Blagojevich Shows Signs Of Dropping LDC Plan
By Dave Reynolds, Inclusion Daily Express
May 16, 2006
SPRINGFIELD, ILLINOIS--In a surprising reversal in his position, and a potentially risky political move, Illinois Governor Rod Blagojevich hinted Friday that he might abandon his efforts to open new facilities on the campus of the former Lincoln Developmental Center.
"We are rethinking that policy and issues relating to community based healthcare opposed to institutionalizing the disabled," the Democrat told reporters.
"I don't know whether or not I was right the first time around," he added. "As I learn more and more about that issue, I'm listening to the different arguments and rethinking, maybe I was not in the right place a couple of years ago."
While running for office three years ago, Blagojevich made a campaign pledge to construct four buildings that would each house 10 people with developmental disabilities. To be called "Lincoln Estates", the facilities would be built on the grounds of LDC, which Governor George Ryan closed in 2002 following ongoing allegations of abuse and neglect.
Disability rights groups have opposed the plan from the beginning, saying that building new facilities on the old campus would unnecessarily segregate people with disabilities in violation of federal discrimination laws. In March, Equip for Equality, the state's federally-mandated protection and advocacy office, asked the federal government to withhold Medicaid and other funding to the state if it followed through with the plan.
Lincoln Estates had been scheduled to open later this summer. In his proposed budget for the fiscal year that begins July 1, however, Blagojevich included enough money for maintaining the facilities, but not operating it. The legislature immediately followed with a proposal to promote alternative uses of the state-owned property.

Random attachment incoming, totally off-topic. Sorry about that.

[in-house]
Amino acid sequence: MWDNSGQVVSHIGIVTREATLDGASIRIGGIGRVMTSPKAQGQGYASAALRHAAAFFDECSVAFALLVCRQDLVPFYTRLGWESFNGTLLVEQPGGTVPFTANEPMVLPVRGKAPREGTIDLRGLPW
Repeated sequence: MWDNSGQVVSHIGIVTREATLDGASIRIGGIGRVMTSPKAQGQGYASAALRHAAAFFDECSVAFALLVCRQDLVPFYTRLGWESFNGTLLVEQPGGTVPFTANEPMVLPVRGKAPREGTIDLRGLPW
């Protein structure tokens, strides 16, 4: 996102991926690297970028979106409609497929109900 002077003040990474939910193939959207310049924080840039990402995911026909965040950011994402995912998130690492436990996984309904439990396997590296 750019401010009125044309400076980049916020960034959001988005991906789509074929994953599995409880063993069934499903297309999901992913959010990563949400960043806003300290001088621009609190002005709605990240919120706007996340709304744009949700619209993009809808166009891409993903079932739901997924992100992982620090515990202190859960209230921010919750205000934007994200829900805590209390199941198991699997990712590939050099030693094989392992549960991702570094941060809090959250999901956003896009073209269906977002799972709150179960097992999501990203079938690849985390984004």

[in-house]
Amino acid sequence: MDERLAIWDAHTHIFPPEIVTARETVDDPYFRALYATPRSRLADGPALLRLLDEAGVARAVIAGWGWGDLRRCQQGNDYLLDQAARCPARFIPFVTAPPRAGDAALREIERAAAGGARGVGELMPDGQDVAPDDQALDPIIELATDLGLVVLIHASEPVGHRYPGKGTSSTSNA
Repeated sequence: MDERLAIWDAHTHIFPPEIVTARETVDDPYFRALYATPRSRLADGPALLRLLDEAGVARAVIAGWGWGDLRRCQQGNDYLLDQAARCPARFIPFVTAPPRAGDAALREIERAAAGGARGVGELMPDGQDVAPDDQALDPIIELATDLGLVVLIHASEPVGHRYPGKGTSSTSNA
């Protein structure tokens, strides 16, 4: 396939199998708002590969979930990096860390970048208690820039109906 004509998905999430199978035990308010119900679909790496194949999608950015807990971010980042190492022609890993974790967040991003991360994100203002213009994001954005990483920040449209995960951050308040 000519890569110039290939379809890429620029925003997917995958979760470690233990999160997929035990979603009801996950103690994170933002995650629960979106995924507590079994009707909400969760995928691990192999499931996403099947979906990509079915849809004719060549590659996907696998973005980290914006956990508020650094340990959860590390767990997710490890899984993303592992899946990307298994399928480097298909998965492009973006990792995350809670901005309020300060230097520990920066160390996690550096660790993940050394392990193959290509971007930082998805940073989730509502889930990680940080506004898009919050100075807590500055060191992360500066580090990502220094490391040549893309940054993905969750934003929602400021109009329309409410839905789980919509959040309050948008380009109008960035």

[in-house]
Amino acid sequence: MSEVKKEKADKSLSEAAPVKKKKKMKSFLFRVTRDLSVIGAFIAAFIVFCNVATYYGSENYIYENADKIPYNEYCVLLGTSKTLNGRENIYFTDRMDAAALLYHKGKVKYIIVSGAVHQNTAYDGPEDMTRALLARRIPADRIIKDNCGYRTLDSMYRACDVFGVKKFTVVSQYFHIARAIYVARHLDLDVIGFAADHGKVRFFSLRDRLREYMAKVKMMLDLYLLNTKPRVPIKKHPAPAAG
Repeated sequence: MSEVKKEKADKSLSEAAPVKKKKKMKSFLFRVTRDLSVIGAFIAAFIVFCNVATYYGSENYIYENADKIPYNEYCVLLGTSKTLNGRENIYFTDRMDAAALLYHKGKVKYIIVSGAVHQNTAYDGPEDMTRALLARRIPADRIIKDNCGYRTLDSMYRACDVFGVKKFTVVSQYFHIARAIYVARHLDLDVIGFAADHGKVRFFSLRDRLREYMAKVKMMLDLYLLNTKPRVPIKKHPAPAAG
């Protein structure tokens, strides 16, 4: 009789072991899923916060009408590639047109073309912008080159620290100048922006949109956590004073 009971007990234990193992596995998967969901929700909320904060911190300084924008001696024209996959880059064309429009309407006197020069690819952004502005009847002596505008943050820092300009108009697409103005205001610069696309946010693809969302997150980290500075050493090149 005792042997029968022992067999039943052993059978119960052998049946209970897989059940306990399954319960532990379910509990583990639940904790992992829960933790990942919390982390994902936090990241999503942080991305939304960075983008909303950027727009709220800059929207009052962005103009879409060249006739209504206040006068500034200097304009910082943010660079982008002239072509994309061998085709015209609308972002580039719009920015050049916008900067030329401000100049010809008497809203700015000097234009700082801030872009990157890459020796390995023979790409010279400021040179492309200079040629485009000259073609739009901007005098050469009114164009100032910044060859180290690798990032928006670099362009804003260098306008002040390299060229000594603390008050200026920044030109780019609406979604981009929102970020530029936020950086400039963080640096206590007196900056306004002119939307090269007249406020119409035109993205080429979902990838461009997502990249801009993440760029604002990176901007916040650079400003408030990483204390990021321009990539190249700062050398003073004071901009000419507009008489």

Civic leaders in the town of Lincoln and Logan County quickly criticized the governor's change of heart, as did former LDC workers and parents of former LDC residents.
Community living advocates welcomed the news.
"We are very pleased that the governor seems to be reconsidering his original promise," Don Moss, executive director of United Cerebral Palsy of Illinois, told the State Journal-Register. "I would say, governor, you're in the right place now and you were in the wrong place then."
"The very long range goal is to shut these facilities down," he said. "We feel there is no one who cannot live in the community."
Laura Miller, managing attorney at Equip for Equality, told the Quad-City Times: "Funding large institutions like Lincoln would be an enormous step backward, isolating people with developmental disabilities and diverting funding from community-based housing."
As of June 30, 2005, there were 2,763 people housed in the state's nine developmental centers. According to various news reports, all of the people who had been scheduled to move into Lincoln Estates are currently housed in other state-run facilities.
The Republican candidate for governor, State Treasurer Judy Baar Topinka, has already promised that she would open Lincoln Estates if she is elected.
"Governor rethinks LDC pledge" (State Journal-Register)
"Gov. puts LDC plan in limbo" (Lincoln Courier)
"Lincoln decision could put Illinois facilities in limbo" (Quad-City Times)
"Lincoln Developmental Center -- Illinois Governor Strives To Return To The Past" (Inclusion Daily Express Archives)
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